Occupy comcast

I confess. Comcast is not my favorite conglomerate. For a long time I have stewed about its price-gouging practices, but now I am at boiling point. Currently, if I wish to use On Demand, the company’s “free” service that offers viewers an array of TV shows and movies, I must endure an On Slaught of commercials. Previously, I could fast forward through them, but, recently, Comcast has disabled this function. Last night, I set out to watch an episode of The Closer, and here is the gauntlet I was made to run.

For the first eleven minutes of the show, a reeling-in period, there were no commercials. Then, for five minutes I was compelled to watch seven commercials from Weight Watchers, ParaGard IUD, Try Neat, Campbell’s, Cymbalta, Olive Garden, and TNT. Next came eight more minutes of The Closer, followed by another five-minute block of, this time, twelve commercials from DreamWorks/Touchstone Pictures, General Mills, AT&T, Pizza Hut, KYAK, Pepperidge Farm, MetLife, KFC, 1-800-Contacts, Birds Eye, Aveeno, and Nature Valley. Then, nine minutes more of the show. Then, five minutes of twelve more commerials from TNT, again; Chrysler; General Mills, again; T-Mobile; Campbell’s, again; the ID. Channel; MoneyMutual; QuiBids; Golden Corral; Allstate; Pepperidge Farm, again; and Weight Watchers, again. Then, twelve minutes more of the show. Then, a final five-minute block of eleven commercials from Olive Garden, again; KAYAK, again; Campbell’s, yet again; the ID. Channel, again; 1-800-Contacts, again; CVS; Advair; Coffee-mate; Nokia; PetSmart; and TNT, yet again.

Some would tell me that I don’t have to watch the commercials if I don’t want to, but they would be missing the point. Of course I don’t have to watch the ads; with the exception of last night, when I was counting them, I usually turn off the sound when they are on and busy myself with other things. But, the point is that, for all the money I pay each month to Comcast, I shouldn’t have to find something else to do 42 times in a 60-minute period just so I can avoid this deadening dreck.


The hay who wore a toupée

When I was a child, I think I thought that words were more reliable than grown-ups but not as important as horses. Grown-ups were always gone or leaving, but words were right where you left them. Horses were passion, though, and nothing trumps passion. Just as I can’t remember a time when I was read to I can’t remember a time when I did not read. Any words would do so long as they were companion enough. I especially loved stories of young girls with a heap of derring-do. My favorite was Ginny Gordon and the Lending Library, and I smile now to think of the reason. At such a young age I couldn’t possibly have understood why a mystery novel about a grown-up who keeps trying to steal a book would have taken me so completely. Probably as soon as I mastered cursive I wrote my first poem. This is how it went: On a bright sunny day/he galloped away/his mouth full of hay/wearing a toupée.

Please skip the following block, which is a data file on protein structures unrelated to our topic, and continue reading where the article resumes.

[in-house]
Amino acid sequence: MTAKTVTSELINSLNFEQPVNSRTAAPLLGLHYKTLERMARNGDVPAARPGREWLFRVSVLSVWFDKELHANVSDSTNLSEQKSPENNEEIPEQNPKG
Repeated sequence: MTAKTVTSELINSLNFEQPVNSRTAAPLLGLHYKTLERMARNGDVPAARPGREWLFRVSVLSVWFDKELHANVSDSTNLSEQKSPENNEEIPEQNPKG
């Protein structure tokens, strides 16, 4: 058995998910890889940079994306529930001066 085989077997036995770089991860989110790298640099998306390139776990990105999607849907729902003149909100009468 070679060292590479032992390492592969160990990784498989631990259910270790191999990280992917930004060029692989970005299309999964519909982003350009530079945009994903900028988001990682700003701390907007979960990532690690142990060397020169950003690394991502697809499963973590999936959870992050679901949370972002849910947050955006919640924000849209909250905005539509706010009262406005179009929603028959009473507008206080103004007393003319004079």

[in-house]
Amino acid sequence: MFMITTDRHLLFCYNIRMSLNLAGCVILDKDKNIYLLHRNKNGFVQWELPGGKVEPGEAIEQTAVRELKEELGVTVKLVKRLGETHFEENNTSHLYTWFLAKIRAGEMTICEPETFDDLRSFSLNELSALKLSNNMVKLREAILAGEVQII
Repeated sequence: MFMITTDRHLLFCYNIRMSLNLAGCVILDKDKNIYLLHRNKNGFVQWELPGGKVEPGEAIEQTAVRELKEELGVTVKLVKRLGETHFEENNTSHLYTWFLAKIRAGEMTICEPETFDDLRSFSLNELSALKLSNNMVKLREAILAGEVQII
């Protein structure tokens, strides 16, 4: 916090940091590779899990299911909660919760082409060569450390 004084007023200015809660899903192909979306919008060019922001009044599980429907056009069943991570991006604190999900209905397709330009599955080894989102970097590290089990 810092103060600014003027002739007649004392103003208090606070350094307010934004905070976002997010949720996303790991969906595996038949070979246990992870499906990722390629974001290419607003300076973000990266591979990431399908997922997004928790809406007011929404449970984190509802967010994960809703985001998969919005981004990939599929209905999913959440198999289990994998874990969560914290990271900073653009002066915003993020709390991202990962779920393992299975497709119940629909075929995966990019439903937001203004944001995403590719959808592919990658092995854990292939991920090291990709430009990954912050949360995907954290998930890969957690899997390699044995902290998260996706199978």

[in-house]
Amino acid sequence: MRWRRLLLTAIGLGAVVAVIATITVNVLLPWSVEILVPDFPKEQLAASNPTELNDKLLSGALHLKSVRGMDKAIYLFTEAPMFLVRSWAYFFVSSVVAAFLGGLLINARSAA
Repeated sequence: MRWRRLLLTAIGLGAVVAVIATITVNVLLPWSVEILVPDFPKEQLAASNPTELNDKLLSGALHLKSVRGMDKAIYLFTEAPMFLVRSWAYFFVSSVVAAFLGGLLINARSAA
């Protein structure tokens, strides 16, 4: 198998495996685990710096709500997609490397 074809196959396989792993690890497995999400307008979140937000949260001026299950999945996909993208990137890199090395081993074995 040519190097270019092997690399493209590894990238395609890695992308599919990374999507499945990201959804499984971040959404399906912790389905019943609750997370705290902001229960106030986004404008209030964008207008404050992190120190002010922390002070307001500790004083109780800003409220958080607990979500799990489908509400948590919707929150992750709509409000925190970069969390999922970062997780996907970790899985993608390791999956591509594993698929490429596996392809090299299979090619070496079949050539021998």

Underthinking is overrated

I have given much thought to the topic of overthinking, and this is what I have come to: It is never a compliment to be told that you think too much; in fact, by some standards it is shameful to overthink—and all the more so if you are a woman. So thought Susan Nolen-Hoeksema, PhD, (or so it seemed), author of Women Who Think Too Much: How to Break Free of Overthinking and Reclaim Your Life. In it, she wrote, “The epidemic of morbid meditation is a disease that women suffer much more than men. My studies have found repeatedly that women are more likely than men to fall into overthinking and remain stuck there….We are suffering from an epidemic of overthinking—getting caught in torrents of negative thoughts and emotions that overwhelm us and interfere with our functioning and well-being.”

No one ever told Einstein to cut it out. If he had cut it out, we wouldn’t now know that the universe is expanding faster than the speed of light and that some billions of years hence it will be a cold, dark, starless, earthless place, if it will be a place at all. No one ever told Shakespeare to just stop it. If he had just stopped it, we wouldn’t now know the difference between a metaphor and a simile.

It would be wrong, though, to make this a rumination about whether women have been made to stifle thought more often than men. It would be more fruitful to look at what it even means when people tell us we think too much. Nolen-Hoeksema was not wrong to suggest that “morbid meditation” (and, by this, I believe she was talking about obsessive thinking) can interfere with our well-being. She was wrong, however, to suggest that obsession and contemplation are one in the same: “…Many of us are flooded with worries, thoughts, and emotions that swirl out of control, sucking our emotions and energy down, down, down….Our concerns are about fundamental issues: Who am I? What am I doing with my life? What do others think of me? Why am I not happy and content? Answers do not come easily or quickly to such questions and so we search and ponder and worry even more….”

These are good questions to ask, but I am capable of living in a state of ambiguity while I seek answers without collapsing under the weight of any worries that might arise in the process. Searching and pondering do not, of themselves, beget worry.

So, ponder on, and, to anyone who tells you that you think too much, simply say, “My friend, you don’t think enough.”